But, I also think that regret is part of the process. For one, it’s music. Every time you perform something it’s going to be different. For somebody who’s been playing music for as long as me, it’s easy to tell the difference between one performance and another, especially with my specific bands. So, I don’t think they’re ever going to be quite the same. You have to be okay with a certain level of imperfection in music, especially when you’re writing and recording it. Ultimately, it can’t be perfect. It shouldn’t be perfect. If it’s perfect, then when you return to it to perform it, you’ll never be able to recreate it. The cringey-ness isn’t necessarily bad, it’s part of the process. If you want to be a better musician, if you want to continue to progress, you need to work on finding a balance between those things. You should be able to look at stuff and say “this is why that sucked” or “that was so dumb or whatever, but you also know that you’ll get ‘em next time. 

So, in that regard, would you say that your solo work and your work with others comes from the same place internally, or a different place?

As cool as it is to work on records by myself, I definitely become a better musician when I work with other people. Like I said, it can be kinda competitive and it’s important to show up and do the best you can, so it’s always important for me, even in solo endeavors, to have people contribute. I want people who I admire and who I want to contribute to my record to want to be doing it. It was incredibly flattering to me that all of the features on Back in Heaven agreed to do it. I mean, they’re all my friends so it would’ve been weird if they had said no, but they were really genuinely excited to be a part of it. 

But, that said, I definitely had to make sure that I was making stuff that these folks would want to contribute to. Even my bandmates who I’ve been playing music with now for over 15 years, like Casey Wescott, from Fleet Foxes. He’s one of my favorite musicians and he plays on every track on the record — I can’t imagine this record without him. But, the stuff was already all written. He’d show up and I’d be like “can you play it this way?” and maybe I’d conduct or something. So, in those ways, it was collaborative while still being under the umbrella of “ultimately, I’m going to make the final decision on this.” The nice thing about being able to record with your friends — especially when there’s no ego involved — is that you’re able to talk through those things and get it done. 

You’ve been playing music at a professional caliber in a variety of ways since 2005 — how does it feel to look back on the past 15 years? 

When I was younger, everything was so new to me. Like, for example, the first time I ever went to Europe was actually on tour with Fleet Foxes. For a long time, those kinds of things were benchmarks, like “now I have a record under my belt” and then “now I have a tour under my belt” and stuff like that. After a while, you get to a point where those kinds of things have less to say to you as a musician.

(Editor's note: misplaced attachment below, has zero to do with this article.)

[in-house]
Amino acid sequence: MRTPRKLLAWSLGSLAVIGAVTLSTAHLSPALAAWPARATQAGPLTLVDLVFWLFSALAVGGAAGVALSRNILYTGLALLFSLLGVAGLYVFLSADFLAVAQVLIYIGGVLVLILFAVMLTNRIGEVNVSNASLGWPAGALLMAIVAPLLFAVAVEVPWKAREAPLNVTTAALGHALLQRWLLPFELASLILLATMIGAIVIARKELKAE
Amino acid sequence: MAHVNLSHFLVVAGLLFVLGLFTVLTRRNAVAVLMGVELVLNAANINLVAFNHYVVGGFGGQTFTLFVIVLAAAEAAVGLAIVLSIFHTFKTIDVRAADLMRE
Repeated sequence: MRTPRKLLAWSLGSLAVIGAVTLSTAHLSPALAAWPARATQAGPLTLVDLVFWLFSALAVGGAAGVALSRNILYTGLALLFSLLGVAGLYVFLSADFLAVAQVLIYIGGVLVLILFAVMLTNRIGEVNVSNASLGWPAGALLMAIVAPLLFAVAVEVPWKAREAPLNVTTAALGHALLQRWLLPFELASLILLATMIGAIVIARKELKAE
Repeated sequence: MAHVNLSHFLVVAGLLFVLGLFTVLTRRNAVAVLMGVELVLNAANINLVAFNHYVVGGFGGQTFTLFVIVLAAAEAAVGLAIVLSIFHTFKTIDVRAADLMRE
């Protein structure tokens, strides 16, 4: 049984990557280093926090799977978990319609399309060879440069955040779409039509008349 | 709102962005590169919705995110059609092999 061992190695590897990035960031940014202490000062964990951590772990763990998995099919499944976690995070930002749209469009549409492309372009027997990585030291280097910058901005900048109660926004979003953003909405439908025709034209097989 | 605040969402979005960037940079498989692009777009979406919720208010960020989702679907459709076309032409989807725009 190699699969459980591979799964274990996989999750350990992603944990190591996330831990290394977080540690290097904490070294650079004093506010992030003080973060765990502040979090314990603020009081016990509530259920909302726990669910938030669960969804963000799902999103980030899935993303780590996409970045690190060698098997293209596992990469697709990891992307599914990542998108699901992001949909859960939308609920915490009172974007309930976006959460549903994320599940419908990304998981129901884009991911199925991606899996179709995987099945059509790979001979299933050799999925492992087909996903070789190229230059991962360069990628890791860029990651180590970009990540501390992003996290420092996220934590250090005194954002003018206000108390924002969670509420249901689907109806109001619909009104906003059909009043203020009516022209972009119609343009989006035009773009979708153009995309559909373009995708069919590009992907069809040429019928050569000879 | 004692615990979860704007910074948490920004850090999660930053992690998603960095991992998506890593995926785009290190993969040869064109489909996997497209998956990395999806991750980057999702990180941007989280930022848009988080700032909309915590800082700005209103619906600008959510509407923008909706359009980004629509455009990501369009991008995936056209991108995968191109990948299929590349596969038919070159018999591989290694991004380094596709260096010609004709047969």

Wow, I can’t imagine how surreal that must’ve been to show up to Europe for the first time ever and there are already hundreds of fans waiting to see your band.

Oh yeah, it was insane. It didn’t make sense. We’d go somewhere like Brussels or something and think “well, who are all these people?” It’s an incredible thing. Fleet Foxes’ first tour in Europe was with Beach House. We had played with them in Seattle before, so we kinda knew them already. But, it was a long tour — four or five weeks — and every step of it was exciting. It was like “okay, this is what it feels like to be in the throws of this thing, in a foreign place with these people I know.” You develop deep, long-lasting relationships with people. I love Alex and Victoria like they’re my own family. We’re the best of friends and I’m so grateful for that. It’s just because of things like tours and stuff. 

It seems that having a meaningful connection with your audience is a big part of the total picture for you. Would you say that’s true? 

It’s hard to say that in a way that makes it sound like you’re not curtailing to the whims of an audience. Obviously, I want my music to be something that people enjoy, but if they don’t, I don’t care. 

I find that people connect first and foremost to honesty. If you’re doing something that’s dishonest, people can subconsciously weed that out. You’ll see that a lot where a band will release a great record and then their second record is some slick-ass Rick Rubin-produced thing. I love Rick Rubin, don’t get me wrong, but what I’m getting at is that you can tell that the intention has totally changed. Those bands start thinking like “well, how do we reach the largest number of people?” They forget that the reason that people start listening to you to begin with is that you’re expressing who you are as a person. That’s the most direct you can be. People can tell if it’s bullshit. So, it’s important to be as honest with yourself as you can.

Listen to “Cobalt” by Skyler Skjelset below: